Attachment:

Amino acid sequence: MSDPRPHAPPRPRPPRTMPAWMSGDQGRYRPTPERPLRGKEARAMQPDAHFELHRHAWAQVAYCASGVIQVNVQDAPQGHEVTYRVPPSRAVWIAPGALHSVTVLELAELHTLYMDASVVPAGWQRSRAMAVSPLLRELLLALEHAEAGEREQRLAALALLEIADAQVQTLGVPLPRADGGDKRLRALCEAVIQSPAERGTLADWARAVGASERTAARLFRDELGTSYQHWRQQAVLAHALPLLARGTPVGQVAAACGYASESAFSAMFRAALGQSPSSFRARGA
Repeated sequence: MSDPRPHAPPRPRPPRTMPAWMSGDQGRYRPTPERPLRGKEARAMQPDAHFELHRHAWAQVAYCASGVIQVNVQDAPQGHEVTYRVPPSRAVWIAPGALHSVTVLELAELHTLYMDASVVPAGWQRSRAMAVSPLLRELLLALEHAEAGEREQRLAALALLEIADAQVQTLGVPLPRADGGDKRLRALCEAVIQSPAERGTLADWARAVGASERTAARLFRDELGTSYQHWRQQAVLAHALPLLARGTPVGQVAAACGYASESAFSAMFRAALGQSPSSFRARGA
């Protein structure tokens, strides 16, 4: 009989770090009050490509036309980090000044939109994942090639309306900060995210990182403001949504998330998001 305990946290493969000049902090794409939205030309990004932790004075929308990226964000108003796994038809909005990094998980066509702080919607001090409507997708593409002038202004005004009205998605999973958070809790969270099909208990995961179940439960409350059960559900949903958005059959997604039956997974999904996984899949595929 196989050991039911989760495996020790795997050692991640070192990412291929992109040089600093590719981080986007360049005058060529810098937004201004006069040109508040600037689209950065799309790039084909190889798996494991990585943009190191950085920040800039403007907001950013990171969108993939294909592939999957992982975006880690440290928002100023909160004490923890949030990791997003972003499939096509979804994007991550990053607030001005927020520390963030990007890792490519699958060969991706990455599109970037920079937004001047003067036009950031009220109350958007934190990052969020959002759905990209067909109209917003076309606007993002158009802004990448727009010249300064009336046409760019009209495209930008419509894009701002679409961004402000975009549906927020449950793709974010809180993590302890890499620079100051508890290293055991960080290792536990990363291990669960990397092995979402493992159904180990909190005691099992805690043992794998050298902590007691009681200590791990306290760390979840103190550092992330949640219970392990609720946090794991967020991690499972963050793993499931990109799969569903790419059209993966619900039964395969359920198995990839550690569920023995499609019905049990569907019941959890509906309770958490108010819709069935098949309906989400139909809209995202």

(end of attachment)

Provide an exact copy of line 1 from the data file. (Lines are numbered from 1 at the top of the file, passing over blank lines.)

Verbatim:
Amino acid sequence: MSDPRPHAPPRPRPPRTMPAWMSGDQGRYRPTPERPLRGKEARAMQPDAHFELHRHAWAQVAYCASGVIQVNVQDAPQGHEVTYRVPPSRAVWIAPGALHSVTVLELAELHTLYMDASVVPAGWQRSRAMAVSPLLRELLLALEHAEAGEREQRLAALALLEIADAQVQTLGVPLPRADGGDKRLRALCEAVIQSPAERGTLADWARAVGASERTAARLFRDELGTSYQHWRQQAVLAHALPLLARGTPVGQVAAACGYASESAFSAMFRAALGQSPSSFRARGA